Gems From the Notebook
Gems From the Notebook
Andy Horton shares a few of his most lucrative tips for optimizing speed in just about any boat. "Boatspeed" from our April 2012 issue.
Approximately eight years ago, as I was starting to sail a lot of different boats, I began sitting down after each event I sailed, evaluating what worked and what didn’t, and then writing detailed notes. Today, I simply e-mail notes to myself. To organize them, I’ve set up folders for different boats. One of my most important in-box folders, though, is one that’s full of ideas and concepts that I find apply all the time and to almost all boats.
1. In waves, keep the bow moving in a circular motion to windward
When you’re sailing upwind in waves and heeled, you want the bow to come out of the water on the top of the wave and to move slightly to windward before landing in the water. If you are on starboard tack, for example, the bow would be making a clockwise circular motion.
2. In waves, stay attached to the water
Snowboarders and motocross racers know that if they’re going for speed, they need to avoid catching a lot of air on the jumps. There’s more drag created by popping up in the air and then coming back down. The same is true for boats. The more you can keep the hull in the water, the faster you’ll go.
3. Stay in the right gear
The area to which you sail on the jib (or genoa)—lower, middle, or upper telltales—determines how much power you’ll get out of the jib. When underpowered, sail in first gear, which means sailing so the lower telltales flow correctly. This is when the jib will be most powerful, and because the bottom of the sail has the most area to work with, you really want to keep the lower telltales working.
As you start to get overpowered, shift to second gear and focus on making the middle telltales flow correctly. You’ll notice that when the middle telltales are streaming straight back, the lower telltales will be floating up.
When you’re well overpowered, shift to third gear and sail so the front few inches of the jib are luffing. The maximum amount of luff you’d ever want to carry is where the luff extends back to the telltales. Third gear is basically a way of depowering without changing your jib, such as on an Etchells where you have two jibs and get caught with the wrong one, or on a boat with a genoa, such as J/24, where you might sail with six inches of your genoa luffing in 18 knots of breeze.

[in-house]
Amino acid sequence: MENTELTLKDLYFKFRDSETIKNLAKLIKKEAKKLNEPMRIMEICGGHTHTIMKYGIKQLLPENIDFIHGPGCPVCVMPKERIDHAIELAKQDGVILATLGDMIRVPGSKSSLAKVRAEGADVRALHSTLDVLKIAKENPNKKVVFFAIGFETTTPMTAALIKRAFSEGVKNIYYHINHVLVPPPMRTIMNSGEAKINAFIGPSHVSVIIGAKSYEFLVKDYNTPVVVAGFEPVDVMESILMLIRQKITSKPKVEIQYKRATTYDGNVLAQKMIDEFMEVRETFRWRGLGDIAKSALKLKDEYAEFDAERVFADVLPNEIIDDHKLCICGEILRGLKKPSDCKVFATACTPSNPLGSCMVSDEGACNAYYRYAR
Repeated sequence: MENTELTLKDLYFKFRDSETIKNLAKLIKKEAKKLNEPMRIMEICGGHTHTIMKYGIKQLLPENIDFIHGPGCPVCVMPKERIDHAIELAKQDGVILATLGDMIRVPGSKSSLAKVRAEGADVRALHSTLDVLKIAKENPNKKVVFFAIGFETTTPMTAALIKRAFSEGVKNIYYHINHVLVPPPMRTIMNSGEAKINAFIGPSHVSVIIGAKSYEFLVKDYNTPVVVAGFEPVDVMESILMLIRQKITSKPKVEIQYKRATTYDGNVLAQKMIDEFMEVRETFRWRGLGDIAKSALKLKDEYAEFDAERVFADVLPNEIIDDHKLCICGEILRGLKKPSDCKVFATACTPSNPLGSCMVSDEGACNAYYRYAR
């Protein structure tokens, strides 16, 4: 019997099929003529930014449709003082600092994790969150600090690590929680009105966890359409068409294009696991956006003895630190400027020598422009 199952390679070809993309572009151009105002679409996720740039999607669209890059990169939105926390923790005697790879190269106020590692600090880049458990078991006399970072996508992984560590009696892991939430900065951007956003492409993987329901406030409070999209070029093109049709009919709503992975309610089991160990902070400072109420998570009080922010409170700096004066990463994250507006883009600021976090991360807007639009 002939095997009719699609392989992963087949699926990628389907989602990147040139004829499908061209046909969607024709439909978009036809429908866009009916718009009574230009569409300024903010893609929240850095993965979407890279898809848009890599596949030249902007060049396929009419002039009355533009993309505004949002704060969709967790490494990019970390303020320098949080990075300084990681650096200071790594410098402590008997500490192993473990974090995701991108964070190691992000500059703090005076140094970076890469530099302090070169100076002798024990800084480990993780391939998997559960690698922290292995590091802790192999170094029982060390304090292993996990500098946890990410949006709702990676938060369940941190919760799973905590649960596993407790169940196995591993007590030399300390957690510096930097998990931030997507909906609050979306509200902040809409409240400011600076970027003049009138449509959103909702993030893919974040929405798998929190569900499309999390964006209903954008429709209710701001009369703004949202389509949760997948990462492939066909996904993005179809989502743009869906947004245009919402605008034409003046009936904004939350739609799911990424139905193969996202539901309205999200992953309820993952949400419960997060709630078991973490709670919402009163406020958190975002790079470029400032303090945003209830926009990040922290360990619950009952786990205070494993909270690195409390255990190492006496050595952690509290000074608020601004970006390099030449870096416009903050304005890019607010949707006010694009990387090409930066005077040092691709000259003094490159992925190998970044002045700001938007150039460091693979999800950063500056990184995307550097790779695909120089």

4. Anticipate the puffs
In marginal hiking conditions, hike before the puff hits. Think of swinging a racket at a tennis ball—you don’t start the swing when the ball is at your racquet; you start as the ball is approaching. Similarly, don’t wait for the boat to heel before you begin to hike.
5. Maintain a constant angle of heel
Watch the headstay angle against the far shore or against the horizon, and do what you can to maintain that angle.
When the wind lightens, the person who has the job of making the boat go faster at that moment should always come in off the rail first. He or she can go down and get a better look at the jib, and that will make it better. The last one to go in should be the helmsman. Conversely, as the wind increases, the helmsman goes out first, and the trimmer last.
6. Stay on the low edge of the plane
On planing boats, the best VMG is found by sailing as low as you can while still maintaining a plane. You might be able to sail higher and go faster, but your progress to the leeward mark will not be as good.
7. Vang sheet in puffy conditions
The more puffy and/or shifty the conditions are, the more you should play the mainsheet. If overpowered, tighten down the vang so the main does not get deeper when you ease the mainsheet (aka vang sheeting).
8. Listen to the jib trimmer in light air
In light air, the jib trimmer should ease the jib when lifted, then coach the helmsman back up to the new course as the jib trimmer brings the jib back in to full trim.